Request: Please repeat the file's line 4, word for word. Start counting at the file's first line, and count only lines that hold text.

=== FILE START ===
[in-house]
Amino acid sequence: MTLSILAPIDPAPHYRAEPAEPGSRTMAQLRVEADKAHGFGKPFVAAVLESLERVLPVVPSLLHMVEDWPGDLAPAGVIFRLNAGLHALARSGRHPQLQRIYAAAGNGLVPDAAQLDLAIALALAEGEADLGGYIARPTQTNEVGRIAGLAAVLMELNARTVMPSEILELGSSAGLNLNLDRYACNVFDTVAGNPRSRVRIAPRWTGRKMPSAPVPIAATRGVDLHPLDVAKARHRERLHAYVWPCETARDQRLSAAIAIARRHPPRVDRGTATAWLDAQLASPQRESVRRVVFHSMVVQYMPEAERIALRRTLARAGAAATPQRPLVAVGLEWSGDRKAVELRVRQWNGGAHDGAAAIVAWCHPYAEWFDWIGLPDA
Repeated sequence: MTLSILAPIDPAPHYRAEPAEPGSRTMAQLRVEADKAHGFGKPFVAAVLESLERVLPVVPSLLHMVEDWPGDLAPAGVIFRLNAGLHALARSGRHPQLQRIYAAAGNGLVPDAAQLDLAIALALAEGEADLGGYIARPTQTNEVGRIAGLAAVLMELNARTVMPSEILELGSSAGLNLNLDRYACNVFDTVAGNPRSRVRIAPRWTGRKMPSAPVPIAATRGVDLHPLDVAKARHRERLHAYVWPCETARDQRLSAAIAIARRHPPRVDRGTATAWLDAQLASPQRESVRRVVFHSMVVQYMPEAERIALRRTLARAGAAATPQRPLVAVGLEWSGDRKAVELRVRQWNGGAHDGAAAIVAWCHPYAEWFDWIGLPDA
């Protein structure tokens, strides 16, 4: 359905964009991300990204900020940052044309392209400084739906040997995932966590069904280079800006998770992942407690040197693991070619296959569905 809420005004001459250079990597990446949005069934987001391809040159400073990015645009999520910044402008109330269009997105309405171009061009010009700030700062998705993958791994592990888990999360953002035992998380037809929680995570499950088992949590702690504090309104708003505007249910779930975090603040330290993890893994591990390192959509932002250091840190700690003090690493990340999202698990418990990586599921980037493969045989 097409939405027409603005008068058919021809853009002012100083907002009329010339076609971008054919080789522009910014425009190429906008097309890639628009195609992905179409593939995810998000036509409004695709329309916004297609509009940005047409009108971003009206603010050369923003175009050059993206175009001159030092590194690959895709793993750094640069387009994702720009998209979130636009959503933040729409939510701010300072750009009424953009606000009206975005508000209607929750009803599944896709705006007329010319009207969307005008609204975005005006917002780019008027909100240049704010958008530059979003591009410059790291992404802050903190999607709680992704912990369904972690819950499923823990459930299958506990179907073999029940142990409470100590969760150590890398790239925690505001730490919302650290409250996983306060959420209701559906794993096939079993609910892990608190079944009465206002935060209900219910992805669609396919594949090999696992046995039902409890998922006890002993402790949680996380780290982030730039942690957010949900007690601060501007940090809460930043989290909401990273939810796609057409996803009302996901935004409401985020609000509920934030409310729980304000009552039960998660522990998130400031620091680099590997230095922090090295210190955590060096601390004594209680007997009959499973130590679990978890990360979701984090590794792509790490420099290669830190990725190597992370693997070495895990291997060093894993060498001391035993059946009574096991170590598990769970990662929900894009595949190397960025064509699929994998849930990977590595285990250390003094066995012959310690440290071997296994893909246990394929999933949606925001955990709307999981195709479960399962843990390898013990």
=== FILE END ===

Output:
């Protein structure tokens, strides 16, 4: 359905964009991300990204900020940052044309392209400084739906040997995932966590069904280079800006998770992942407690040197693991070619296959569905 809420005004001459250079990597990446949005069934987001391809040159400073990015645009999520910044402008109330269009997105309405171009061009010009700030700062998705993958791994592990888990999360953002035992998380037809929680995570499950088992949590702690504090309104708003505007249910779930975090603040330290993890893994591990390192959509932002250091840190700690003090690493990340999202698990418990990586599921980037493969045989 097409939405027409603005008068058919021809853009002012100083907002009329010339076609971008054919080789522009910014425009190429906008097309890639628009195609992905179409593939995810998000036509409004695709329309916004297609509009940005047409009108971003009206603010050369923003175009050059993206175009001159030092590194690959895709793993750094640069387009994702720009998209979130636009959503933040729409939510701010300072750009009424953009606000009206975005508000209607929750009803599944896709705006007329010319009207969307005008609204975005005006917002780019008027909100240049704010958008530059979003591009410059790291992404802050903190999607709680992704912990369904972690819950499923823990459930299958506990179907073999029940142990409470100590969760150590890398790239925690505001730490919302650290409250996983306060959420209701559906794993096939079993609910892990608190079944009465206002935060209900219910992805669609396919594949090999696992046995039902409890998922006890002993402790949680996380780290982030730039942690957010949900007690601060501007940090809460930043989290909401990273939810796609057409996803009302996901935004409401985020609000509920934030409310729980304000009552039960998660522990998130400031620091680099590997230095922090090295210190955590060096601390004594209680007997009959499973130590679990978890990360979701984090590794792509790490420099290669830190990725190597992370693997070495895990291997060093894993060498001391035993059946009574096991170590598990769970990662929900894009595949190397960025064509699929994998849930990977590595285990250390003094066995012959310690440290071997296994893909246990394929999933949606925001955990709307999981195709479960399962843990390898013990």